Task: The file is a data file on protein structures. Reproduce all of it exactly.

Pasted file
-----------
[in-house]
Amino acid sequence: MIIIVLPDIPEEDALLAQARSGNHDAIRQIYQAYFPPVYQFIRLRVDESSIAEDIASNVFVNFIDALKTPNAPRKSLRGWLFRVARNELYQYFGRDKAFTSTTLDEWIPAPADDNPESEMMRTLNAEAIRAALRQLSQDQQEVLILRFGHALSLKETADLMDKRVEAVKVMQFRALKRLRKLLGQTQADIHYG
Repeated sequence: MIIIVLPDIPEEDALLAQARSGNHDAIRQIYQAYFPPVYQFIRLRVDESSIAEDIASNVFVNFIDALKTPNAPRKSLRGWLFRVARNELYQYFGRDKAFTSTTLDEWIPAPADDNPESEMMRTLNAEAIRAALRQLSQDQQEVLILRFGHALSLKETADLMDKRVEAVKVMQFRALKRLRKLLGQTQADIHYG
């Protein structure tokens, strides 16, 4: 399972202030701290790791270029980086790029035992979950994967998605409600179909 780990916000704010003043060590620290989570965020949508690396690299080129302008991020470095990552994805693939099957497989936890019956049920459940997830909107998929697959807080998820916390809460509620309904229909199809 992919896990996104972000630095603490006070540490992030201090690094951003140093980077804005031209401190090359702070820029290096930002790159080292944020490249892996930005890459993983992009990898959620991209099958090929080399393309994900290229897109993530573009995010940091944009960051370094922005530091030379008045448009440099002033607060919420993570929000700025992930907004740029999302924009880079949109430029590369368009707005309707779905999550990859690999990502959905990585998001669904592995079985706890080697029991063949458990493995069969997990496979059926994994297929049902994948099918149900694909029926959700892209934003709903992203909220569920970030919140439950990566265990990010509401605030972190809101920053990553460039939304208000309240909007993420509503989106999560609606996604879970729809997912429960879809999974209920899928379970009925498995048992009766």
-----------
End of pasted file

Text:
[in-house]
Amino acid sequence: MIIIVLPDIPEEDALLAQARSGNHDAIRQIYQAYFPPVYQFIRLRVDESSIAEDIASNVFVNFIDALKTPNAPRKSLRGWLFRVARNELYQYFGRDKAFTSTTLDEWIPAPADDNPESEMMRTLNAEAIRAALRQLSQDQQEVLILRFGHALSLKETADLMDKRVEAVKVMQFRALKRLRKLLGQTQADIHYG
Repeated sequence: MIIIVLPDIPEEDALLAQARSGNHDAIRQIYQAYFPPVYQFIRLRVDESSIAEDIASNVFVNFIDALKTPNAPRKSLRGWLFRVARNELYQYFGRDKAFTSTTLDEWIPAPADDNPESEMMRTLNAEAIRAALRQLSQDQQEVLILRFGHALSLKETADLMDKRVEAVKVMQFRALKRLRKLLGQTQADIHYG
């Protein structure tokens, strides 16, 4: 399972202030701290790791270029980086790029035992979950994967998605409600179909 780990916000704010003043060590620290989570965020949508690396690299080129302008991020470095990552994805693939099957497989936890019956049920459940997830909107998929697959807080998820916390809460509620309904229909199809 992919896990996104972000630095603490006070540490992030201090690094951003140093980077804005031209401190090359702070820029290096930002790159080292944020490249892996930005890459993983992009990898959620991209099958090929080399393309994900290229897109993530573009995010940091944009960051370094922005530091030379008045448009440099002033607060919420993570929000700025992930907004740029999302924009880079949109430029590369368009707005309707779905999550990859690999990502959905990585998001669904592995079985706890080697029991063949458990493995069969997990496979059926994994297929049902994948099918149900694909029926959700892209934003709903992203909220569920970030919140439950990566265990990010509401605030972190809101920053990553460039939304208000309240909007993420509503989106999560609606996604879970729809997912429960879809999974209920899928379970009925498995048992009766």